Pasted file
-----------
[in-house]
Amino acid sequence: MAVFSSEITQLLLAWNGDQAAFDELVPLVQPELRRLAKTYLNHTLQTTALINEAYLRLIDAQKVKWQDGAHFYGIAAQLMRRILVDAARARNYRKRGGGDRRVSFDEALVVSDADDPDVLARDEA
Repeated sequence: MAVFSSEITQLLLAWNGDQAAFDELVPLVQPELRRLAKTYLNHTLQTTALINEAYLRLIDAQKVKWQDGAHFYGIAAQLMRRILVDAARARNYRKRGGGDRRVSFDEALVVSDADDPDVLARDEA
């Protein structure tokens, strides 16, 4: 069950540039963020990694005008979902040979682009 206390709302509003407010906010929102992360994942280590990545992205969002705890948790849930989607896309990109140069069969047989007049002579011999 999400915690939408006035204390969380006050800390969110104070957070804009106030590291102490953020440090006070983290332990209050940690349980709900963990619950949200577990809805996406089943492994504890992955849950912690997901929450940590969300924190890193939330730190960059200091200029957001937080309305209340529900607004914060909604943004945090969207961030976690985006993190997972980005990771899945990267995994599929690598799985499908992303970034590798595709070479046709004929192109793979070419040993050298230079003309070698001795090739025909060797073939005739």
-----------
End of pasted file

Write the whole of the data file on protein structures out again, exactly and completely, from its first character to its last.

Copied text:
[in-house]
Amino acid sequence: MAVFSSEITQLLLAWNGDQAAFDELVPLVQPELRRLAKTYLNHTLQTTALINEAYLRLIDAQKVKWQDGAHFYGIAAQLMRRILVDAARARNYRKRGGGDRRVSFDEALVVSDADDPDVLARDEA
Repeated sequence: MAVFSSEITQLLLAWNGDQAAFDELVPLVQPELRRLAKTYLNHTLQTTALINEAYLRLIDAQKVKWQDGAHFYGIAAQLMRRILVDAARARNYRKRGGGDRRVSFDEALVVSDADDPDVLARDEA
């Protein structure tokens, strides 16, 4: 069950540039963020990694005008979902040979682009 206390709302509003407010906010929102992360994942280590990545992205969002705890948790849930989607896309990109140069069969047989007049002579011999 999400915690939408006035204390969380006050800390969110104070957070804009106030590291102490953020440090006070983290332990209050940690349980709900963990619950949200577990809805996406089943492994504890992955849950912690997901929450940590969300924190890193939330730190960059200091200029957001937080309305209340529900607004914060909604943004945090969207961030976690985006993190997972980005990771899945990267995994599929690598799985499908992303970034590798595709070479046709004929192109793979070419040993050298230079003309070698001795090739025909060797073939005739």